Thursday, 4 May 2017

Trout Again: The Carshalton Dodge

An article titled 'The Hampshire Fly Fisher' in the Dcember 17th, 1853, issue of The Field contains this startling sentence [my italics]:
'On the other hand, as far as fly fishing is concerned, fishing upstream, unless you are trying the Carshalton dodge and fishing with a dry fly, is very awkward.'
 As regular readers will know, I have lived in the suburban demiparadise of Carshalton for the best part of sixty years, man and boy - but that is the first I've ever heard of 'the Carshalton dodge'. It dates back to the days when Carshalton's river, the Wandle, was famous in angling circles as a crystal-clear chalk stream rich in trout. The implication seems to be that the 'dodge' of luring the wary trout with a dry fly delicately skimming the surface of the water originated in Carshalton, which can thereby claim an honoured place in the history of fly fishing.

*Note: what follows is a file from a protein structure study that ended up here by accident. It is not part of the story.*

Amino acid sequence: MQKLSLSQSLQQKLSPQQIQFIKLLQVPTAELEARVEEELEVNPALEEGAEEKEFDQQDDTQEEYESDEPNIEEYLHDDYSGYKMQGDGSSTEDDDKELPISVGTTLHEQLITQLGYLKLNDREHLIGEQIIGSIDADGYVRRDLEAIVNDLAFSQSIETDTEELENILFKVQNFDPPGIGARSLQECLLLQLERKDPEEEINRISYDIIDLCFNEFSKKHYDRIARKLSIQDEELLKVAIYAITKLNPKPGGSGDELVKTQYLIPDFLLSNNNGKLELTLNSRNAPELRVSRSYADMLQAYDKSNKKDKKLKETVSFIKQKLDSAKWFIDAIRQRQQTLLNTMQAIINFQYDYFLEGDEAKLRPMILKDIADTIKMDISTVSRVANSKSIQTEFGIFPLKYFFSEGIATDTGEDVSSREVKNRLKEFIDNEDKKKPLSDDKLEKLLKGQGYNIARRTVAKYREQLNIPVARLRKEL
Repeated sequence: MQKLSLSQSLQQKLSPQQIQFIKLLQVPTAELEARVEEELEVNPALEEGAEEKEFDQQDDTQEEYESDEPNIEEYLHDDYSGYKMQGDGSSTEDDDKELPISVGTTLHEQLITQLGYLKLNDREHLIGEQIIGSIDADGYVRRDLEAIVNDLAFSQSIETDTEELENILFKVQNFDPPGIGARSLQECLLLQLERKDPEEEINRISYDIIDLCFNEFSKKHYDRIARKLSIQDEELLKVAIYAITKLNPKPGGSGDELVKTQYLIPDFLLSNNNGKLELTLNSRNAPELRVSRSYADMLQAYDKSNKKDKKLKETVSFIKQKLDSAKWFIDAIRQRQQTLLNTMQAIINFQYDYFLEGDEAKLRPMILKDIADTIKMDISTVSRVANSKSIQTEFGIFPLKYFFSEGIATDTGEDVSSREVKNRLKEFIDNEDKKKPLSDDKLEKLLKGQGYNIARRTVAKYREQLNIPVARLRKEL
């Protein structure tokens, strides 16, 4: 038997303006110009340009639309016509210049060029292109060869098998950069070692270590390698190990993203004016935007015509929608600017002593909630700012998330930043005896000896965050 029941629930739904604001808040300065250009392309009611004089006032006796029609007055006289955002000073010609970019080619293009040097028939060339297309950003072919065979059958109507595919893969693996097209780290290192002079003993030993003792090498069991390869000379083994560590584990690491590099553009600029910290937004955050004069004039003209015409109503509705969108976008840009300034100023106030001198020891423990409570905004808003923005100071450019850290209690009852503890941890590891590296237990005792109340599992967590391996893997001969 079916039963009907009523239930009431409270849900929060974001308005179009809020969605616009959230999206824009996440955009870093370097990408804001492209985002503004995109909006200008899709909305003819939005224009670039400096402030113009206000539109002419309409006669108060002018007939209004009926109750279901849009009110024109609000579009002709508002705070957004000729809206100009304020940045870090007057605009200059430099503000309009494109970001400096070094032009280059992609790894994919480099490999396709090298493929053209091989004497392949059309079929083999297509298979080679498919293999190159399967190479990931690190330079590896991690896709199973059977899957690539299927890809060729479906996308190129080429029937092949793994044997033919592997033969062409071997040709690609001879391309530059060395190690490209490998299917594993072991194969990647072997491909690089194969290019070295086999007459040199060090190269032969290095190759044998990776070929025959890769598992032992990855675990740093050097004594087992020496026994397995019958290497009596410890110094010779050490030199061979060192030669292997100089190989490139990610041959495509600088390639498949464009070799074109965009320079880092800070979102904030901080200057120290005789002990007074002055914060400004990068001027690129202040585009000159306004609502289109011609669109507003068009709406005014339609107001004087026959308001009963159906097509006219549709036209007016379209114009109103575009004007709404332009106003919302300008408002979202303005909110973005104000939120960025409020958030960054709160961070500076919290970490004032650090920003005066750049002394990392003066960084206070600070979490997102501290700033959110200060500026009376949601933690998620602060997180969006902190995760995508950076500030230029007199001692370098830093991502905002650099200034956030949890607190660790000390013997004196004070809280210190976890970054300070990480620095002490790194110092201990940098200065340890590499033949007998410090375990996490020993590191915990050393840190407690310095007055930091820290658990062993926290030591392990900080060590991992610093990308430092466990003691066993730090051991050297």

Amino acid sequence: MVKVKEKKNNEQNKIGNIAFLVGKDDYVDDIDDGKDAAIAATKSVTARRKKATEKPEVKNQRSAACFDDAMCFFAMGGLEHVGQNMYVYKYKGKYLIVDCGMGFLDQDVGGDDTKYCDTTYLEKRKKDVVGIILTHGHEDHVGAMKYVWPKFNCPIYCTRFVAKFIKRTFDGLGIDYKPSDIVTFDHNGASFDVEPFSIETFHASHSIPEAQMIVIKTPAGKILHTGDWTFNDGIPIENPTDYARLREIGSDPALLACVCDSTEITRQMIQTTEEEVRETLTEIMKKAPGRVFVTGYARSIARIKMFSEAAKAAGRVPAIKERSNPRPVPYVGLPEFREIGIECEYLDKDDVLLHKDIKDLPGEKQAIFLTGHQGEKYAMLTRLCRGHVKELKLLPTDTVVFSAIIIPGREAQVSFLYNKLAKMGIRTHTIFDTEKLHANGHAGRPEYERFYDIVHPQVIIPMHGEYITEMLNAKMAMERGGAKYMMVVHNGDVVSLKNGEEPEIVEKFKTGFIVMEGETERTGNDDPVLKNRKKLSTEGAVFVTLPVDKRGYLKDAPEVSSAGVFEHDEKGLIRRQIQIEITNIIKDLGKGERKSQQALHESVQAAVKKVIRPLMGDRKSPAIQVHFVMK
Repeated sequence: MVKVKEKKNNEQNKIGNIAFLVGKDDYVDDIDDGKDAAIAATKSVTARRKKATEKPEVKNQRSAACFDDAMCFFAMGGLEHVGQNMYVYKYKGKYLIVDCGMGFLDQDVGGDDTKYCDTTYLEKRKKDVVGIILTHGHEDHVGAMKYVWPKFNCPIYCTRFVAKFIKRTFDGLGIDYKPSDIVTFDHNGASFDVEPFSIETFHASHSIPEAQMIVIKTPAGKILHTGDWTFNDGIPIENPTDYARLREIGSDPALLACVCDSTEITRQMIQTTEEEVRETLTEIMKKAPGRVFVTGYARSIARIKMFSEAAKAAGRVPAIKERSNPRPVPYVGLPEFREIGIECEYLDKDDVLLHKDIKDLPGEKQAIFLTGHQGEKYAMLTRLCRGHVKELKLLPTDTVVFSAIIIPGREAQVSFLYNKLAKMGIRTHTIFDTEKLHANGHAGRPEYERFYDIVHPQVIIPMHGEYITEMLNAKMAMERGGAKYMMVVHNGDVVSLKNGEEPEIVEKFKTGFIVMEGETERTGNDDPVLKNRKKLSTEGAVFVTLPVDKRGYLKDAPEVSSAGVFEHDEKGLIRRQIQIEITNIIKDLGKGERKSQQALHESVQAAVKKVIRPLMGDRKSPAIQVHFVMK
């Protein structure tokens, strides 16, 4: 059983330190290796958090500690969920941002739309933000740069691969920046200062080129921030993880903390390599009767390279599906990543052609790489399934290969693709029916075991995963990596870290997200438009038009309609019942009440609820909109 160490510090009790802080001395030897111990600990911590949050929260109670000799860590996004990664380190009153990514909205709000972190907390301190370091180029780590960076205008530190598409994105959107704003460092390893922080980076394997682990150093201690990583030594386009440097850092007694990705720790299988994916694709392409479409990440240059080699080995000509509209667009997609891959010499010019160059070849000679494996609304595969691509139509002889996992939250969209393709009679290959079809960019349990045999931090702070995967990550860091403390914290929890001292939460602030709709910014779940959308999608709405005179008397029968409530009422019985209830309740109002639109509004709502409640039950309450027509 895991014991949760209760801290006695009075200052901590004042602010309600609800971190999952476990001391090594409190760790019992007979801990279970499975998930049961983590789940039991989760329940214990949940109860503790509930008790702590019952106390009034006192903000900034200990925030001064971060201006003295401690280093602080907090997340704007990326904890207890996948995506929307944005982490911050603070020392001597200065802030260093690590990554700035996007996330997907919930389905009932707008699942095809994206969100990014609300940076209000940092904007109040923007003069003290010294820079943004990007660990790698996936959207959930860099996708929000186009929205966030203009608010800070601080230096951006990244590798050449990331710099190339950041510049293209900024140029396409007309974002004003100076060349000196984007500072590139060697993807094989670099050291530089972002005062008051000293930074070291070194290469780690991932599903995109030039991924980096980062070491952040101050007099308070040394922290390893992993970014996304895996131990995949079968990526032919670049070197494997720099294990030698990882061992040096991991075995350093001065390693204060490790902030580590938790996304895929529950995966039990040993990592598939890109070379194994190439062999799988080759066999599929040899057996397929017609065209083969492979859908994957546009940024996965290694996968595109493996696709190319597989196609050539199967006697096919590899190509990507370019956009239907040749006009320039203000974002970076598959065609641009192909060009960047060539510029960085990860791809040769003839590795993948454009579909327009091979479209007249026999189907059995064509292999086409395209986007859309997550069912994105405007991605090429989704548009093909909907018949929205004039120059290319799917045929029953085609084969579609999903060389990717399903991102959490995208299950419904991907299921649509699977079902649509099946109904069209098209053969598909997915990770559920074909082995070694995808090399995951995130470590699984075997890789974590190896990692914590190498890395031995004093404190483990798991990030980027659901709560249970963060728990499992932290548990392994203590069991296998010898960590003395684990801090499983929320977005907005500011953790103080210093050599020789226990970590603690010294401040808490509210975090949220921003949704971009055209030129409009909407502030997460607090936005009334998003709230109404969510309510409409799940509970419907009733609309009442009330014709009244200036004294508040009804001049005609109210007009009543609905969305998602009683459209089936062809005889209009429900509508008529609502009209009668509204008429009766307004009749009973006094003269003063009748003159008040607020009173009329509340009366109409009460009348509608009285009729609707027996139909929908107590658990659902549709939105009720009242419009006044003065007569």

There were even two flies named for the demiparadise - the Carshalton Cocktail and the Carshalton Dun. If the regeneration of the Wandle continues on its present hopeful course, the Carshalton dodgers might yet be back in business, playing their wily Cocktails and Duns over the sparkling, trout-rich waters.

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